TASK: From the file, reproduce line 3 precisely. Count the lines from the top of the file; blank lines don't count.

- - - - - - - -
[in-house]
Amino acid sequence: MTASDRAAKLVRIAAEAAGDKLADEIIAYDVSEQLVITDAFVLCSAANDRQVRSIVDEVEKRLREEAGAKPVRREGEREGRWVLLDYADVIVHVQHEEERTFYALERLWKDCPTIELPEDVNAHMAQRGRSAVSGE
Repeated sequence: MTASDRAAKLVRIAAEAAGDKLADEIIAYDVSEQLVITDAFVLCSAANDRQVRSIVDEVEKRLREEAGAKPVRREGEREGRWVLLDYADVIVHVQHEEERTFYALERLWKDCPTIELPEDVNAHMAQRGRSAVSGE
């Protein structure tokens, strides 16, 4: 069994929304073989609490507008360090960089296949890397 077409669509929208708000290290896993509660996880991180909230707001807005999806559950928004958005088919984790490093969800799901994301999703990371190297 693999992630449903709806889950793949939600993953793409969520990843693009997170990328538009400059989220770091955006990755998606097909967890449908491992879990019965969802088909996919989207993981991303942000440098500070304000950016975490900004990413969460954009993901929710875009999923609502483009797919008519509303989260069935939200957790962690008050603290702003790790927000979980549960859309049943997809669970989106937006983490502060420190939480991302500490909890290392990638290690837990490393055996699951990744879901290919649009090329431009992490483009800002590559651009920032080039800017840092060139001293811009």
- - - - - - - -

Repeated sequence: MTASDRAAKLVRIAAEAAGDKLADEIIAYDVSEQLVITDAFVLCSAANDRQVRSIVDEVEKRLREEAGAKPVRREGEREGRWVLLDYADVIVHVQHEEERTFYALERLWKDCPTIELPEDVNAHMAQRGRSAVSGE